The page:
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Retirement Income (RRIF)


Enjoy the retirement you've built

A Registered Retirement Income Fund (RRIF) lets your savings grow tax-sheltered while you enjoy retirement.

What's the buzz about RRIFs?


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By combining a TFSA and a RRIF in your financial plan, you can take full advantage of the tax savings offered by the government. 

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Your RRIF questions answered

When it comes time to convert your registered retirement savings plan (RRSP) or your employer's registered pension plan (RPP), a RRIF is one of the options you have to create an income plan in your retirement years. Within a RRIF, your investments can continue to grow on a tax-deferred basis, while you receive a regular stream of income through the withdrawals you are required to make annually from the plan. 

In the year you turn 71, you must convert your RRSP to an income option such as a RRIF or an annuity. You can also cash out your RRSP, however the entire amount is considered taxable income in the year you withdraw it, and the funds no longer benefit from tax-sheltered investment growth.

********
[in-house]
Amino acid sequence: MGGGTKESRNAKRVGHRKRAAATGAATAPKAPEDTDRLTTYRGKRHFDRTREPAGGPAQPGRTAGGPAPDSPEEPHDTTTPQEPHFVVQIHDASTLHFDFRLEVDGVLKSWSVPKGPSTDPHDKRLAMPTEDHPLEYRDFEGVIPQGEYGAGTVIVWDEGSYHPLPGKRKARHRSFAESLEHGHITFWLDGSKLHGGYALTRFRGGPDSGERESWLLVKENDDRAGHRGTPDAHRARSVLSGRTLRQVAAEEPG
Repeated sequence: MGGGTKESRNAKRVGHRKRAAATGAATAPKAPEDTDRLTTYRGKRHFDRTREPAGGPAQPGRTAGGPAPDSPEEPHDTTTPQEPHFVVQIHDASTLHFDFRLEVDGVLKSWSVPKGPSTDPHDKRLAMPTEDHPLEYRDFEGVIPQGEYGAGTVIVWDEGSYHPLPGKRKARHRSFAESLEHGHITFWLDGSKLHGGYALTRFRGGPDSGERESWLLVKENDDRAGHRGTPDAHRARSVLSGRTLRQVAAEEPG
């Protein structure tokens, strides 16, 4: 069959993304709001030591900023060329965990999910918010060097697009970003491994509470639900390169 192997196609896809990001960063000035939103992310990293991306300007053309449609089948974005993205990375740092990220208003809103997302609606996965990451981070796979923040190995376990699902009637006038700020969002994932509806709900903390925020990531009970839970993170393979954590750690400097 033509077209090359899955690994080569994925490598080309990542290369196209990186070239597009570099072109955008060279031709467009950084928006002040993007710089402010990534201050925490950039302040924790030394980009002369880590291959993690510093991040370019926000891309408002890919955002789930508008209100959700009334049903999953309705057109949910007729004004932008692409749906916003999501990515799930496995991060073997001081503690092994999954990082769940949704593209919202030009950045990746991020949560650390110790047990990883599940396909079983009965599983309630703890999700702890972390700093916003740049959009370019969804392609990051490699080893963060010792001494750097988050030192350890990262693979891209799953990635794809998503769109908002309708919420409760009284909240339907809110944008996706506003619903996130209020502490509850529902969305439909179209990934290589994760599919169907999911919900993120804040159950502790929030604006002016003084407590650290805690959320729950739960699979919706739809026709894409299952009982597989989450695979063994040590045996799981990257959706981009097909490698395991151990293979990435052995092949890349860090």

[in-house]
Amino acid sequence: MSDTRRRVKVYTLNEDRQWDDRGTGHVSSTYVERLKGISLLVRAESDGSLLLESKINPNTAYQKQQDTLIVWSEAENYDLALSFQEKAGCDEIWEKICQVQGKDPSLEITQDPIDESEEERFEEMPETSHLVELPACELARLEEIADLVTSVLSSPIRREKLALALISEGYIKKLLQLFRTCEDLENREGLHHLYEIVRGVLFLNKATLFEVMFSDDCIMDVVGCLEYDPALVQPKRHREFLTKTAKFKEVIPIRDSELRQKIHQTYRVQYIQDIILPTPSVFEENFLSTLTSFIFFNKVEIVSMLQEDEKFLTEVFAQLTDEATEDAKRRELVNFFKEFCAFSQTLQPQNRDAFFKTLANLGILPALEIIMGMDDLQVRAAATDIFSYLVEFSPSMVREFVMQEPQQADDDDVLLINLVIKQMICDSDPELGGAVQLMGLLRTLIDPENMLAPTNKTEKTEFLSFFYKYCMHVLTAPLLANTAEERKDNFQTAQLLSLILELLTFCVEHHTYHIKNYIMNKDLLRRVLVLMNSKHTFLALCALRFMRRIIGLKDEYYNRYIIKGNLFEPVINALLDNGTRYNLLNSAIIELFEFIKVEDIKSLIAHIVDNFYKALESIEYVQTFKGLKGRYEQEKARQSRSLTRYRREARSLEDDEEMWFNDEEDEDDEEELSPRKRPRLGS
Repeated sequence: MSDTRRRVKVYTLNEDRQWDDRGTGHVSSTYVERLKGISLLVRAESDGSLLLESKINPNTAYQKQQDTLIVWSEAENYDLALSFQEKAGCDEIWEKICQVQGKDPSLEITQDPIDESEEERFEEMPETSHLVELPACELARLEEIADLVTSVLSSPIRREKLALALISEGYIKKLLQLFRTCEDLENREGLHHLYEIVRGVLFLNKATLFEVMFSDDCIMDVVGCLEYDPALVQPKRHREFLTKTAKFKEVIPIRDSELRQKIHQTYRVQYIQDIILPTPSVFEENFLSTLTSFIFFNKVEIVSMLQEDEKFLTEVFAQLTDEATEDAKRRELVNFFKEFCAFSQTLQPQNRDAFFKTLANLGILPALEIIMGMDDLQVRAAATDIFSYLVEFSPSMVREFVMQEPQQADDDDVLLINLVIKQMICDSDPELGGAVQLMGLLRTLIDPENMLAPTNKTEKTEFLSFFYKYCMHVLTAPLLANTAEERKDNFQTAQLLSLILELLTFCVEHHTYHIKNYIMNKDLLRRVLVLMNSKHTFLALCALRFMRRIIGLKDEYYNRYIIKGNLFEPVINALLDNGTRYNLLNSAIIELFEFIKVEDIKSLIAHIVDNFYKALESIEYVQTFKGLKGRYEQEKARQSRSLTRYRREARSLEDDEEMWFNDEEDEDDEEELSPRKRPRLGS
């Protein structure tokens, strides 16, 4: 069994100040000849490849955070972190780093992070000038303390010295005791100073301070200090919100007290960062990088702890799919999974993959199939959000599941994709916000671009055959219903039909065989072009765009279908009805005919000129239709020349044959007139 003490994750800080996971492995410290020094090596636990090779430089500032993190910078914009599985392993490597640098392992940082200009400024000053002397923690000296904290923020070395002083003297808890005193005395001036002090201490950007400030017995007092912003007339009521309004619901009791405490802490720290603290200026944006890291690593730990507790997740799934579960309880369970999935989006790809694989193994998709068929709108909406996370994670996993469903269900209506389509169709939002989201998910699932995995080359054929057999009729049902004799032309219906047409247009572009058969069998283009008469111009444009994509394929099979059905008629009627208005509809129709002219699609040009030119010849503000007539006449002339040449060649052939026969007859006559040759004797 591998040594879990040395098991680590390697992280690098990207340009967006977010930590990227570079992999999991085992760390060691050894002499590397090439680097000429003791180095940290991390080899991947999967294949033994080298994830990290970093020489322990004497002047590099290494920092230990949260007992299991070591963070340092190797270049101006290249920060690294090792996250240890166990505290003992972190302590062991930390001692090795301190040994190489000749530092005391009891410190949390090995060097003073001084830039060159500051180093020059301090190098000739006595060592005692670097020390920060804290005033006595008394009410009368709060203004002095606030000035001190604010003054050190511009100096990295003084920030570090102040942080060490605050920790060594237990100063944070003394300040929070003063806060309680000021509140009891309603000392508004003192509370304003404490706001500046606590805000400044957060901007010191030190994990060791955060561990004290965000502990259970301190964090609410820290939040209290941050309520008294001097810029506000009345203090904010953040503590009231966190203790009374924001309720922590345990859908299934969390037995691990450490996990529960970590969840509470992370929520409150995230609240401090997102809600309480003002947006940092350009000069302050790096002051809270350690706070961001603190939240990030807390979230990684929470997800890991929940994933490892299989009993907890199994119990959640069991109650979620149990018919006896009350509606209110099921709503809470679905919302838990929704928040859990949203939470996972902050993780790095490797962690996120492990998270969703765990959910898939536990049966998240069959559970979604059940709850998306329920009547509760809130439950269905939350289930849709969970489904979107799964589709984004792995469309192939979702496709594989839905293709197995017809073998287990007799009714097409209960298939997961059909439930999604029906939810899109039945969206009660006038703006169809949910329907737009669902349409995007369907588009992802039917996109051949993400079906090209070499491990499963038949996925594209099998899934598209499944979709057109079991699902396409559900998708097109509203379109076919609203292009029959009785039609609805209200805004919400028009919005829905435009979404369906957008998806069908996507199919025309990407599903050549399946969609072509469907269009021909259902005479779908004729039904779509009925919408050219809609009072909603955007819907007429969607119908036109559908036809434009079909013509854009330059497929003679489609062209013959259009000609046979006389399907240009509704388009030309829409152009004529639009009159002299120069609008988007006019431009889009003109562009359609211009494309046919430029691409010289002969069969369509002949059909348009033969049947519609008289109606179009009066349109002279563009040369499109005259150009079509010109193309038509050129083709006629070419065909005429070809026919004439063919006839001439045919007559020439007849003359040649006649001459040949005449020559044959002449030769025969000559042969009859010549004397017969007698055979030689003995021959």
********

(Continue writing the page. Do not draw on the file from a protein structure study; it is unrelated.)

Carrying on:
You can convert your RRSP to a RRIF before age 71 if you need to draw income from it. If you withdraw funds from your RRIF that exceed the minimum annual payment there will be withholding tax on the excess amount.

To understand the best options for your situation, book a chat with one of our financial planning experts from Journey Wealth. 

Starting in the year after you open your RRIF, you must withdraw a minimum annual amount from your RRIF, which is taxable as income. This amount is determined by the federal government using a calculation based on your age and the dollar value of your RRIF on December 31st. 

For help understanding RRIFs, speak with one of our planning experts from Journey Wealth or visit the Government of Canada website for more information on RRIF withdrawals.

Income for today

with an RRSP from Stride


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